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The "Lighting" of the Tabernacle Lamps
In Exodus 30:8, "And when Aaron lights (#5927) the lamps at twilight (between the two evenings), he
shall burn incense on it..."  

Some early 14th Passover advocates have asked, “Why would Aaron light the lamps
between noon and sunset?  Would he not light the lamps during twilight when it began to
grow dark?”  Note the following Scriptures:

Leviticus 24.1-3, "Then the Lord spoke to Moses saying:  'Command the children of Israel that they
bring to you pure oil of pressed olives for the light,
to make the lamps burn continually.'"  

Exodus 27.20, "And you shall command the children of Israel that they bring you pure oil of pressed
olives for the light,
to cause the lamp to burn continually."

The lamps in the tabernacle were to burn CONTINUALLY!  Moreover, why should they
not burn continually?  Once the Levites erected the tabernacle, the only opening to the
outside was the one at the front of the Holy Place.  There was a “flap-covering” there,
which was probably raised only when someone entered the tabernacle.  The tabernacle
had no windows above or on the sides; rather, a double covering of tent-material covered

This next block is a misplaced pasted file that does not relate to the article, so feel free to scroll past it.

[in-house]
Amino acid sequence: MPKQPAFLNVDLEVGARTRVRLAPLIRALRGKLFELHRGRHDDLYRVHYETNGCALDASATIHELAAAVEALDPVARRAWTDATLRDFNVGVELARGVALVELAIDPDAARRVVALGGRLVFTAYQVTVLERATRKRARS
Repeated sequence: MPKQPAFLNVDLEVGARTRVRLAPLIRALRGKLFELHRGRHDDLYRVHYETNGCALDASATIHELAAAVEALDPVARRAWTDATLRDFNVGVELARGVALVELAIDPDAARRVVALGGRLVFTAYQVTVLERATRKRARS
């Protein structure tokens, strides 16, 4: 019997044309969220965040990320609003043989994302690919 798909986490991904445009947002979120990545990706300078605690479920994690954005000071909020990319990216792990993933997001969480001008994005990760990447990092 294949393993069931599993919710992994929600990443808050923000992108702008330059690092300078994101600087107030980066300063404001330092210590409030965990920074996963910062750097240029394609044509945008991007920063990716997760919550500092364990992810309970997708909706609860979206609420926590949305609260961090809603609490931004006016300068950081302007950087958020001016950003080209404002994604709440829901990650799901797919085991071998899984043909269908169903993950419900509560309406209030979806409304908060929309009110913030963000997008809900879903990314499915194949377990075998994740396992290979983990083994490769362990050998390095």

the tabernacle entirely.  Even in the brightest of daylight, the tabernacle would have been
dark without light from the lamps inside.  

What does Exodus 30:8 mean, "And when Aaron lights (#5927) the lamps”.  In the KJV,
you will usually find a marginal reference for this word, which says – or,
“setteth up”.  
This word has several meanings in the original.  It can mean,
“to set up” as the KJV
margin indicates.  One may use the word literally or figuratively.  If its use in this verse is
literal, Aaron may have been raising the lamp to a higher level, to give more light in the
room at the time when the priests would be offering the evening sacrifice.  However, as
the bible gives no details of this elsewhere Moses is probably using the word figuratively.  
Aaron was probably adding oil to the lamp, adjusting and trimming the wick – setting it up
– until the next morning when he repeated that errand.  He would have had to put out
each single lamp while doing these tasks by the light of those that remained lit.  Then
Aaron would light the lamp again.

Exodus 30:7, "Aaron shall burn on it sweet incense every morning; when he tends the lamps, he shall
burn incense on it."  

It is obvious that he was not lighting the lamps for a dark room, for the lamps of the
tabernacle were to burn continually!  God’s house was not to remain in darkness at
anytime.